rac

Here are several flavor improvements that I've experimented with.

I've added a 1/4-cup of "chef" to each loaf.  My chef started as a1/2 of dough from my first attempt, I keep it covered in the 'fridge and feed it every few days (or each time I make bread) with equal amounts of flour and water.  Seems to help the flavor a bit. 

I've also experimented with adding 1/4 to 1/2 cup of chopped kalamata olives and onions to each loaf as well as adding 1/2tsp of balsamic and 1/2tsp of olive oil.  

After reading Peter Reinhart's Bread Bakers Apprentice and trying his Pain a la Ancienne, I applied the same technique to the no-knead recipe.  Mix with very cold water and put the dough in the 'fridge immediately.  Let it come back to room temperature before continuing with the original no-knead recipe.  I've left it in the 'fridge up to 48 hours. 

Finally, I'm addicted to topping my loaves with sesame seeds.  I liberally sprinkle them in my rising basket and plop the dough on top for the final rise/proof before baking.

I mix and match all of these variations depending on time of day and phase of the moon %^)  - try them and see what you think.

 

 

Christina's picture
Christina

I have seen others blog about the lack of flavor, which they then usually go on to add more salt.  Jim Lahey's recipe (actually, he said it on the MS show) said it's okay to use up to 2 tsps of salt.

What sort of salt do you use?  I use Kosher salt in my breads, which, to me, has a (by far) better flavor than table salt.  Sea salt is good, too.

-Christina

Kate's picture
Kate

And I definitely upped the amount from the recipe. Didn't do much for me, though, it was just missing that certain something...

Christina's picture
Christina

I guess someone with more experience (I don't make artisan breads that often) will have to chime in.  I always figured the long rising time helps to develop the flavor, but maybe this recipe is lacking something, who knows.  Intersting thing, though, I made a bread recipe from Cooking Light (because I like rating the recipes, but usually I don't make their breads) and it was very bland compared to my regular loafs which I adapted from a recipe in "The Bread Book," and also to Floyd's basic loaf in Lesson 2 (that is the one with milk and butter, right?), which I think is caused by faster rising time and no sponge (mine uses a spong, and I forgot to use wheat gluten).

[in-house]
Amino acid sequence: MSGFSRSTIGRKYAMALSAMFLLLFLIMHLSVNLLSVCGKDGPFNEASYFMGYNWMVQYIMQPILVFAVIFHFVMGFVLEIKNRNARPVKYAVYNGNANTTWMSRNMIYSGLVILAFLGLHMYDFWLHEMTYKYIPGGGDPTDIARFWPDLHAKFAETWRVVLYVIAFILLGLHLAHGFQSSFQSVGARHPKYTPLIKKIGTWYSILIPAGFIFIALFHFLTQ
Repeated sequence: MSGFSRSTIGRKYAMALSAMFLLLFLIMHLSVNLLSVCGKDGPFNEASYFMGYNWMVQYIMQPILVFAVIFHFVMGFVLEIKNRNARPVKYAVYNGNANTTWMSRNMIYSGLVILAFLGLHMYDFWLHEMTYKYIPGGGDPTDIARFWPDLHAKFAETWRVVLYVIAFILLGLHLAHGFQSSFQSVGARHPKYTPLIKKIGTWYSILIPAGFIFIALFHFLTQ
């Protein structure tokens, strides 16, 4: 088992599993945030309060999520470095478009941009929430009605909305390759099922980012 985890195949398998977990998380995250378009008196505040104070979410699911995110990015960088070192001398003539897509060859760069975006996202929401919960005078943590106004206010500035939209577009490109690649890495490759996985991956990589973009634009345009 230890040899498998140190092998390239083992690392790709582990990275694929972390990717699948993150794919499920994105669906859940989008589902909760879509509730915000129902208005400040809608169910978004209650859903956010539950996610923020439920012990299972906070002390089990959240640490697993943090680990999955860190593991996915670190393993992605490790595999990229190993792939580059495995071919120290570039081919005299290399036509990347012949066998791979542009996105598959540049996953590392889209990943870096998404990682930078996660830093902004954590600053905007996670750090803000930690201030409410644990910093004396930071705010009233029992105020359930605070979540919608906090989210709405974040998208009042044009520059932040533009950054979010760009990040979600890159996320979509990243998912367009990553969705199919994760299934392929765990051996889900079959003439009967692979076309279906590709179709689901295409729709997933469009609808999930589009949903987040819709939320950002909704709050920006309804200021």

Sorry i couldn't help,

-Christina 

Kate's picture
Kate

- of not being satisfied is that I get to keep playing with it! Every time I make a loaf of anything I learn something, so I'm sure I'll get there eventually. I think next I'm going to try turning my pizza dough into a bread loaf... One thing I'm looking for is a one day loaf using my sourdough starter - so many of my sourdough recipes require starting the dough the night before, but I'm never certain the night before whether my babies will cooperate the next day and let me do any baking. But my pizza dough gets made in the morning and baked at night, so it's really convenient for me. And VERY tasty, so maybe it'll make tasty bread, too. =)